What one generation can give to the next

My friend the woodpecker reminds me to keep listening for the heart beat of the earth.

I looked up and saw a miniature Native American chief in full dress walking on the edge of my deck.

Okay. Not. But, for a minute my imagination took me there. And what I really saw was almost as astonishing as what I imagined.

I have been reading the She Who Remembers book series by Linda Lay Shuler.  She weaves an entrancing historical story about  Native Americans.

I have been so engrossed in the series that when a pileated woodpecker decided to visit me in all its majesty, it fit right into the stories about these people who were bigger than life.

Del and I knew we had a family of pileated woodpeckers in our small woods. We heard them these last few years and caught glimpses of them once in awhile. But the day I looked up and saw a pileated woodpecker standing only about ten feet from me in all its beauty I felt as if I had been lifted into another reality.

Beca Lewis

I discovered that my most recurring visitor is a female. I have taken to bringing my lap top into the bedroom and working there because with the French doors wide open I can enjoy her company whenever she arrives.

Usually, she visits two or three times a day. I talk to her through the screens, asking her if she likes the suet, how is her family, and thanking her for the message that she is bringing. Because, of course, she, as all of nature, brings messages.

The day I didn’t see her, I was surprised how sad I felt. Her presence is so astonishing I have to keep telling myself she is real.

We have many varieties of birds in our yard. Every kind of woodpecker in our part of the country visits our feeders. Multiple couples of bluebirds, doves, hummingbirds, wrens, sparrows, and cardinals, and of course goldfinches, and all the other usual suspects live near us and visit daily. I love them all.

The bluebirds flitting through the air carry joy with them. The social chickadees scold me when the feeders are low, and fly right by my face to get to the seeds as I am putting them up. Hummingbirds are said to be a direct connection to the great spirit and are the harbinger of good.

But, a pileated woodpecker, as a guest! I remain overwhelmingly grateful for its presence.

So what is the message?

The book series I am reading and her visit meld together.  “She Who Remembers” carries the message that women (and the woman within all of us) know what is true.

Womanhood listens to intuition and the still small voice within and acts from that awareness, bringing harmony and peace to every situation. And that awareness and understanding is passed on from generation to generation.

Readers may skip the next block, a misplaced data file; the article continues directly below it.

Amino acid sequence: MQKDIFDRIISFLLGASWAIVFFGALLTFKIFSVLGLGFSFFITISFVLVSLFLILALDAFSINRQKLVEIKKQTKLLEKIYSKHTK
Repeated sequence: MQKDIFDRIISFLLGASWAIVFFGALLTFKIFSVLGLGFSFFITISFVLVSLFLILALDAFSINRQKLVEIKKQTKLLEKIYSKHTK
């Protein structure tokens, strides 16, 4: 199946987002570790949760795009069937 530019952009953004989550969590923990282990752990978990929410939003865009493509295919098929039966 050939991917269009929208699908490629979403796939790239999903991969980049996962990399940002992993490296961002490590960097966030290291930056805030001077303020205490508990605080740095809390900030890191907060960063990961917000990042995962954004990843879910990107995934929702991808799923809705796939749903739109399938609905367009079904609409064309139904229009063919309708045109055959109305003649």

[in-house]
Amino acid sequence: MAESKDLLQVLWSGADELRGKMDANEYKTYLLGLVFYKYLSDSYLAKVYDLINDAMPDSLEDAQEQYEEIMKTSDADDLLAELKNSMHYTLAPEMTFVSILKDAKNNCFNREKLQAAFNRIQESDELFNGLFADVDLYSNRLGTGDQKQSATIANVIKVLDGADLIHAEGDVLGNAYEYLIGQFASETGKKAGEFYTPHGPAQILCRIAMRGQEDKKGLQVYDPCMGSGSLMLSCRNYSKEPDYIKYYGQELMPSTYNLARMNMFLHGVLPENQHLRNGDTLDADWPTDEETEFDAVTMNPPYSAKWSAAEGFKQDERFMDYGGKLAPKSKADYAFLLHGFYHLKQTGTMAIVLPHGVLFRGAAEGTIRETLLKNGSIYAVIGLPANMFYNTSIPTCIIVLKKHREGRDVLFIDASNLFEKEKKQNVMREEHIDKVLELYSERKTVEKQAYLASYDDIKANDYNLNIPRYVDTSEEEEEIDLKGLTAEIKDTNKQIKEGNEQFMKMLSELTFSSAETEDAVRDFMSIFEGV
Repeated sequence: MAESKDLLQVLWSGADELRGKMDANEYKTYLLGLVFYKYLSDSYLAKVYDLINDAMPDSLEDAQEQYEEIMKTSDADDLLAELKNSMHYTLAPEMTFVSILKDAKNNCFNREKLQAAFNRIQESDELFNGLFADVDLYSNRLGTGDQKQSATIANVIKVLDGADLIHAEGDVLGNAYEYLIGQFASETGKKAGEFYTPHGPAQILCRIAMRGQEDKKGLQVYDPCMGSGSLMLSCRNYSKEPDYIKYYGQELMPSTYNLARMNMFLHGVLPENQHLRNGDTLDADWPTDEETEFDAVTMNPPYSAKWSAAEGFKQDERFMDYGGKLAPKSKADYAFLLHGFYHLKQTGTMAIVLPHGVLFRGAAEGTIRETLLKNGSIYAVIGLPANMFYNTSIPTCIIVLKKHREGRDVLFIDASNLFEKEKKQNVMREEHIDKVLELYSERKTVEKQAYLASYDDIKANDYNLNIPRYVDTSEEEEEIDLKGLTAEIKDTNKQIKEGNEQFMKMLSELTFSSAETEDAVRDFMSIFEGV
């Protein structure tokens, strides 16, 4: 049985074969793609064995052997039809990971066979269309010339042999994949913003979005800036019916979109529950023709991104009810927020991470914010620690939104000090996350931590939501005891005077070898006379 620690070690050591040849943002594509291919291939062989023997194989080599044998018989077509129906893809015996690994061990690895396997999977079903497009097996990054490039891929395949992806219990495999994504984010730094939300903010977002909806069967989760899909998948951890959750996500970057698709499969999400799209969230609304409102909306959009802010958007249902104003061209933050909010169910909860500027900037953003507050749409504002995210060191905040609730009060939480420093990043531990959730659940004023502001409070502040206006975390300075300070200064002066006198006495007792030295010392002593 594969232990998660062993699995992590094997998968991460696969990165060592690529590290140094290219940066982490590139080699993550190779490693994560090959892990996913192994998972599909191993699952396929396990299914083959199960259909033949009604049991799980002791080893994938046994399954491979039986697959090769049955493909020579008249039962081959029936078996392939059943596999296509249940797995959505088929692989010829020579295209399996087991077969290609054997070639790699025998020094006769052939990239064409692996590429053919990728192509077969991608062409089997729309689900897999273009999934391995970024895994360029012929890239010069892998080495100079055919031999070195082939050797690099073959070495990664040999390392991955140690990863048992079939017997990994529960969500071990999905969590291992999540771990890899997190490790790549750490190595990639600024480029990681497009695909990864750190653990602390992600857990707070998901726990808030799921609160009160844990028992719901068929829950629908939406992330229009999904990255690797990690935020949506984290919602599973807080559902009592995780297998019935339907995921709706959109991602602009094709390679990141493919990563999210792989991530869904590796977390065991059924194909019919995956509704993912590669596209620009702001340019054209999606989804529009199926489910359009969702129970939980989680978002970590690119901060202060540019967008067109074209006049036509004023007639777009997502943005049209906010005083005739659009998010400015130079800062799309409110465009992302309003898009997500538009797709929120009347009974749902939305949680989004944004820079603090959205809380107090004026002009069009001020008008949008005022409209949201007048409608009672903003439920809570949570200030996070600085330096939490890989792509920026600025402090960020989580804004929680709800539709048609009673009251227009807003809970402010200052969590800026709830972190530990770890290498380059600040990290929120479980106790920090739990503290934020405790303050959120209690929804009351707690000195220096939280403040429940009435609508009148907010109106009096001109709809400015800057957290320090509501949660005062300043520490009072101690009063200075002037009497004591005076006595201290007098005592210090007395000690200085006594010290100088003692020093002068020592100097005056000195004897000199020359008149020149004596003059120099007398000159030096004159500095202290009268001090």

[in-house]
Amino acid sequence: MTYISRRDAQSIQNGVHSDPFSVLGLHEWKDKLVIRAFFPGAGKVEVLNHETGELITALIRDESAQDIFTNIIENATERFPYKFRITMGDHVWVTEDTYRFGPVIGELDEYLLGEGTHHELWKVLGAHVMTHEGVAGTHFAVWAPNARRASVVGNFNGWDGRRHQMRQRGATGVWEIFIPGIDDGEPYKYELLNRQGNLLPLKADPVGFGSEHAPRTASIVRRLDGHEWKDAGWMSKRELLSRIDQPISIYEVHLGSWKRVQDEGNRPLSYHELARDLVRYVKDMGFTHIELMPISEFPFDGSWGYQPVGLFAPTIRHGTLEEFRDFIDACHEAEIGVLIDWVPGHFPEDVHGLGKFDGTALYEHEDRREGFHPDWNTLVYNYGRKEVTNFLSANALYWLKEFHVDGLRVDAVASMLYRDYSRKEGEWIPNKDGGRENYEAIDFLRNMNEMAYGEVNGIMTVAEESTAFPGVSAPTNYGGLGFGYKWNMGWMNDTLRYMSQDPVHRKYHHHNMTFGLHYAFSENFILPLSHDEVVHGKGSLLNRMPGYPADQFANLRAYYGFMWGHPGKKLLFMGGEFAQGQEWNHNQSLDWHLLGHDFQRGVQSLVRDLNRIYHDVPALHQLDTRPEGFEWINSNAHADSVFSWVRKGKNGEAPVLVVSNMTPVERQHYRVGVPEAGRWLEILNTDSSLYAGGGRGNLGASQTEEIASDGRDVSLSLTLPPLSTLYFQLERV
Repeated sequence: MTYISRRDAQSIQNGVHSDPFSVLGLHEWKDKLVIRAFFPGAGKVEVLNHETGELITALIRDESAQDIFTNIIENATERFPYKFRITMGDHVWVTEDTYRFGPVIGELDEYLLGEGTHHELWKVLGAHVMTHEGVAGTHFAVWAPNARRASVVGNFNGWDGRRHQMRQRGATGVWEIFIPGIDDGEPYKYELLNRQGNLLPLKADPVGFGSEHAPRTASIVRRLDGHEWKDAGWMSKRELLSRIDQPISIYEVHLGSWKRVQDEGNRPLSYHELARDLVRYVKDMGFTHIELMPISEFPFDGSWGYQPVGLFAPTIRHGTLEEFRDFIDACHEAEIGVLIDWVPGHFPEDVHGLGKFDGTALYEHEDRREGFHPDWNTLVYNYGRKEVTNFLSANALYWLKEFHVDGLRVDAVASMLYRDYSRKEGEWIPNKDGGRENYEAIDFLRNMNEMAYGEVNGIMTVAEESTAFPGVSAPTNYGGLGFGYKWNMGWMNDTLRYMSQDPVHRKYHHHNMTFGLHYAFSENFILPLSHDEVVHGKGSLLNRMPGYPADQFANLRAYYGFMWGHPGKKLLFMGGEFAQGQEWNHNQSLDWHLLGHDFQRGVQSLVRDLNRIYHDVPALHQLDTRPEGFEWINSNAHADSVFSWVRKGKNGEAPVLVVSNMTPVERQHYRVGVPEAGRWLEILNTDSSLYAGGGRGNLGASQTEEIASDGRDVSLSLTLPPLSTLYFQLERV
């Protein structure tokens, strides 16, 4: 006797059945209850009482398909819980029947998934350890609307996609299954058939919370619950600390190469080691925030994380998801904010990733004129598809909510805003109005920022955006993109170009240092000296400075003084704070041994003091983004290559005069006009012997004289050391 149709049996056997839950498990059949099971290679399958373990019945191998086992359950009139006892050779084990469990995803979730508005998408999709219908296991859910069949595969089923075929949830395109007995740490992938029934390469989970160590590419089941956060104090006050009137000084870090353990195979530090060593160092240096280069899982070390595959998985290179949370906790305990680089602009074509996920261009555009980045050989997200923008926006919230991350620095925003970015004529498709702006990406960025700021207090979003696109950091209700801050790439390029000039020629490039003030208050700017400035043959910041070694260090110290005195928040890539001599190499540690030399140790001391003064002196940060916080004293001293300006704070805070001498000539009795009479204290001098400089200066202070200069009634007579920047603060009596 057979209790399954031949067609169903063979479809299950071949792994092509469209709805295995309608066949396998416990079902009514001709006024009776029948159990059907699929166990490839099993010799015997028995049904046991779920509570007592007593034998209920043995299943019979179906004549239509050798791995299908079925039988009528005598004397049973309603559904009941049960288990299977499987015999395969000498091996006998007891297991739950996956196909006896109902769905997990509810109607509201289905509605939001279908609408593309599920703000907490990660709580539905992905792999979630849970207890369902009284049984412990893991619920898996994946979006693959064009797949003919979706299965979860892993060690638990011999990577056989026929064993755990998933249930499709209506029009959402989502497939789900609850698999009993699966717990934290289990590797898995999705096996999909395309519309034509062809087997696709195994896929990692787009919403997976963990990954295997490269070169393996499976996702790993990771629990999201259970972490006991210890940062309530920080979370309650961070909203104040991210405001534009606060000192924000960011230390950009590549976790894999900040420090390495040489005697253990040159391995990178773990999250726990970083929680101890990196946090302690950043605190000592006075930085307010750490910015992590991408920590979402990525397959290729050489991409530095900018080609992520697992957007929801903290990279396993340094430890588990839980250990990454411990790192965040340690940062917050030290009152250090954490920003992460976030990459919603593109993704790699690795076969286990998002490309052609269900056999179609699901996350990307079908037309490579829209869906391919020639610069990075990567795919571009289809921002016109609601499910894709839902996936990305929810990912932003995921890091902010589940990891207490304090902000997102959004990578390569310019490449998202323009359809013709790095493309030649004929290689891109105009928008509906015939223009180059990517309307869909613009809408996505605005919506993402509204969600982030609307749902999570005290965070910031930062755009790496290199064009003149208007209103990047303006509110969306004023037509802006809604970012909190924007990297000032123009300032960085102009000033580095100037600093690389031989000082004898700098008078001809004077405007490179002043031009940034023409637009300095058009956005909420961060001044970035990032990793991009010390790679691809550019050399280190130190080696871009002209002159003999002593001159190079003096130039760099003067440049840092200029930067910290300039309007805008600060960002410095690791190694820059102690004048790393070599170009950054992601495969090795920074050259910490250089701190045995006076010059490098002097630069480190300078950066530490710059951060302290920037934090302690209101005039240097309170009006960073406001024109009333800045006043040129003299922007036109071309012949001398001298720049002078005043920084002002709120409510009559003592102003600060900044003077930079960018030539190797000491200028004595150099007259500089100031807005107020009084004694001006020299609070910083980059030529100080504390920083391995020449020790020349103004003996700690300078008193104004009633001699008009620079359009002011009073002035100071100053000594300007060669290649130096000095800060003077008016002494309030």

Or it is supposed to be. It is imperative for that awareness to be passed on. It needs to be taught and nurtured. We need to remember that we do remember. We are the “She Who Remembers.” Remember?

And my friend the woodpecker?

She is assuring me that I need to keep hammering away at my current project. She brings the message that success is at hand. She reminds me to keep listening for the heart beat of the earth. She and her families’ drumming on the trees can drum us into other dimensions. (Appropriate considering the book series I am writing.)

She reminds me that the five senses do not ever tell us the whole story. They only can report back a tiny window into the world. And that world is the one that we believe first, and then we see what we believe.

She reminds me that we can remember there is much more than meets the eyes, or ears. That false news has always been with us. Anything that is telling of separation and not our oneness can be drummed away. Illusion can dissolve. Because we who allow the feminine within to guide us, and take action from that guidance, can dissolve it.

She reminds me not to fight evil with evil, but with Truth. That darkness dissolves in the light.

She reminds me that beauty comes in multiple forms. That we all express the Divine’s perfection.

The hummingbird and the pileated woodpecker look entirely different. They have different habits. They have different needs. They dress completely differently. Like humanity.

But, as she reminds me, we are one, act that way.

Beca Lewis is the author of Karass. Please click HERE to find the novel on Amazon.

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